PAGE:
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Autism Benefits: DOL Enforcement for Sufficient Coverage

By: Kaitlyn Malkin, Esq.

About 1 in 36 children in the United States has autism spectrum disorder, which is a lifelong condition that can affect a person’s behavior, communication, interactions, and ability to learn. The Department of Labor (DOL) continues strongly advocating for more comprehensive autism coverage under group health plans and Employee Benefits Security Administration (EBSA) has been working to ensure individuals who need treatment are able to access it. The Phia Group is also working hard to ensure plans are offering robust benefits while remaining compliant with mental health parity laws.  

The main mechanism that EBSA is using to ensure adequate access is reliance on the Mental Health Parity and Addiction Equity Act (MHPAEA), which requires group health plans that offer mental health benefits to have financial requirements and nonquantitative treatment limitations in parity, meaning that any limitation on mental health or substance use disorder benefits contained in the plan is no more restrictive than those applied to medical or surgical benefits. For autism spectrum disorder, these restrictions can range from age limitations to weekly or annual intervention limits. Autism coverage is typically offered as part of a plan’s mental health benefits; therefore such benefits are protected under the MHPAEA.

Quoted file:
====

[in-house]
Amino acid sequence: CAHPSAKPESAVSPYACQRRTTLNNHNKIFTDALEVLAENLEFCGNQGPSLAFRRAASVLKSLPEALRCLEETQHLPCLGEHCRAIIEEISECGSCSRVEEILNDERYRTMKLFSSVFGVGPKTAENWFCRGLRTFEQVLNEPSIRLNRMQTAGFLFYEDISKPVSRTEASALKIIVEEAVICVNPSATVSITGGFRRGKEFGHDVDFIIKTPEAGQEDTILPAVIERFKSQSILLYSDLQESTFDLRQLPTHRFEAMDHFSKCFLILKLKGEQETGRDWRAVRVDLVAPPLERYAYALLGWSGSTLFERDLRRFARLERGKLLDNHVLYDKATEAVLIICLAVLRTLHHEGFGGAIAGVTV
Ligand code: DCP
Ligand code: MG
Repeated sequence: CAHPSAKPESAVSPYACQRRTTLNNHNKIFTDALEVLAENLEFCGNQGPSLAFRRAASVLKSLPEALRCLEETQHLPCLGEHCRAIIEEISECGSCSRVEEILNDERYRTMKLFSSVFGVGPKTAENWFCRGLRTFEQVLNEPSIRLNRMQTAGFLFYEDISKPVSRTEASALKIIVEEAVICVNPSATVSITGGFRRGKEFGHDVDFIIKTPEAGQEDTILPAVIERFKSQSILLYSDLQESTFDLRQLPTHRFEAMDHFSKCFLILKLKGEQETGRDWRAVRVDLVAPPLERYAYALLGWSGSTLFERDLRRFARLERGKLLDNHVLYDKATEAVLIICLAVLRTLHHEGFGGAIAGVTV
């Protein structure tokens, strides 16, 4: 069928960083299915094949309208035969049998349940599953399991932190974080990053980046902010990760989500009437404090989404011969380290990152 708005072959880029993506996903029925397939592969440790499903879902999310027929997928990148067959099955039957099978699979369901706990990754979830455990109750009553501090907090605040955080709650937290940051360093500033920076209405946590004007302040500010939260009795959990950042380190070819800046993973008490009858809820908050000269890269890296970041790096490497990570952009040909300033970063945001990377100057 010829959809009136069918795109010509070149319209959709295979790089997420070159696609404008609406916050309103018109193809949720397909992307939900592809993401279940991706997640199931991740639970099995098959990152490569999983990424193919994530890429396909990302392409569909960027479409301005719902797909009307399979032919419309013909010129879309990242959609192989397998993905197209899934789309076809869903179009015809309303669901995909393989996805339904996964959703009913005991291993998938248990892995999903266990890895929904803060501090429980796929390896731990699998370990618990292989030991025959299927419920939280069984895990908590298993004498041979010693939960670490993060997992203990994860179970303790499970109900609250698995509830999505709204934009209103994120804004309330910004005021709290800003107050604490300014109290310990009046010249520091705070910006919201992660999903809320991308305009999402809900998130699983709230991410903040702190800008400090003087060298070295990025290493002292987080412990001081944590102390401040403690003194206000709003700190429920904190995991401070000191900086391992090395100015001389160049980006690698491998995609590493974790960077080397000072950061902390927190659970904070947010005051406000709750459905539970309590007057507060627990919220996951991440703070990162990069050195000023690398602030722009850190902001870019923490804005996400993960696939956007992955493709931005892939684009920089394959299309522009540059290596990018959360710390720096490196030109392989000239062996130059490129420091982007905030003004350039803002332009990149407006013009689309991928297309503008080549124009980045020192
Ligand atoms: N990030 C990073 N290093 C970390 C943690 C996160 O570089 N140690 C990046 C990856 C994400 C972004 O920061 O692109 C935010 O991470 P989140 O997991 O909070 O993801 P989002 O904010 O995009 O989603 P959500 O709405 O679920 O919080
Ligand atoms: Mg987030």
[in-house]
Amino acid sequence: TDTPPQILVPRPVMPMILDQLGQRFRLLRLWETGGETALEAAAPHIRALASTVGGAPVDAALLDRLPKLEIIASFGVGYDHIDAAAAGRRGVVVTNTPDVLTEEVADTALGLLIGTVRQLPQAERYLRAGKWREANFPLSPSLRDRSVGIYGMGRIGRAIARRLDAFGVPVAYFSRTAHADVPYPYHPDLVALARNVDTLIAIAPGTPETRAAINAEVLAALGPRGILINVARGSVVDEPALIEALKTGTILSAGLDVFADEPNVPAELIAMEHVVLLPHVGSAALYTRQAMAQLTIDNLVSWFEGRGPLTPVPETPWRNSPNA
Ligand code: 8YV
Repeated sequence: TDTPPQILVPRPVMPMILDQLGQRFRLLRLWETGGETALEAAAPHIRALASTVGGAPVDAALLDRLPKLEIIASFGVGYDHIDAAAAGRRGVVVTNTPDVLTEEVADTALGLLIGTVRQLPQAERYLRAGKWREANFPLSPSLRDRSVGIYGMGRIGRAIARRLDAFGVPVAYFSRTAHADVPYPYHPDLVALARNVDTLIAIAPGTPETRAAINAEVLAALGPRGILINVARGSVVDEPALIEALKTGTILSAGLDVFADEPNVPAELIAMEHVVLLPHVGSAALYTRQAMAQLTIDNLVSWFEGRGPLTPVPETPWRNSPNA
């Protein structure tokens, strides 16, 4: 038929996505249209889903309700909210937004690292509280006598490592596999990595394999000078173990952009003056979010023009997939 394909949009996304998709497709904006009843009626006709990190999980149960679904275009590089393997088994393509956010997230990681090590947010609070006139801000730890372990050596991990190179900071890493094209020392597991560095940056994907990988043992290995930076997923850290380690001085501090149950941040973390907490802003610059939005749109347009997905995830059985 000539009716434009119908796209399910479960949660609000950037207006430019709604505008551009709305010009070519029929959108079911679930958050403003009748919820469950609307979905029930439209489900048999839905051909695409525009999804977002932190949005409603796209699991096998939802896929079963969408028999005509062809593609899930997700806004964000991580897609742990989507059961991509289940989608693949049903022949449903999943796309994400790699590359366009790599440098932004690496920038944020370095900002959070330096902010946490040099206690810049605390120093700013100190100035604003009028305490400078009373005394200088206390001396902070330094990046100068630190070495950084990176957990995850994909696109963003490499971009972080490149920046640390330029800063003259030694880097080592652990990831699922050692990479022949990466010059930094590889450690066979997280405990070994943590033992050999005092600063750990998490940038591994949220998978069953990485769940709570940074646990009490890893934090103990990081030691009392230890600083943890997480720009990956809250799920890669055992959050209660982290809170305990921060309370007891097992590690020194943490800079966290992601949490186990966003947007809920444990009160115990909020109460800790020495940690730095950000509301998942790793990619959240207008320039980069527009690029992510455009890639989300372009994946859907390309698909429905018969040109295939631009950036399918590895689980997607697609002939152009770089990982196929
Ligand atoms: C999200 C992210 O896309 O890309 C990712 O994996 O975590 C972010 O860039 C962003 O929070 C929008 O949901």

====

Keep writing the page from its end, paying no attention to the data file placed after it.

The EBSA office in Los Angeles recently investigated a large service provider that systematically excluded coverage for ABA therapy, the primary treatment for autism, in hundreds of self-funded plans and found that this exclusion was out of parity. These plans have removed their exclusion for ABA therapy and will now be offering coverage for their participants and beneficiaries. EBSA also regularly works with the Department of Health and Human Services and other agencies to investigate denials of coverage for autism treatment.

The Phia Group’s consulting and NQTL teams, through our consulting umbrella, regularly review issues related to mental health benefit offerings and recommend changes to benefits coverage to ensure that mental health coverage is provided in compliance with the MHPAEA.

We recommend that all group health plans that provide mental health benefits and are subject to the MHPAEA review their SPDs for compliance with the mental health parity rules. We are here to help if you are not sure where to start. Reach out to our team at for more information on our mental health compliance work.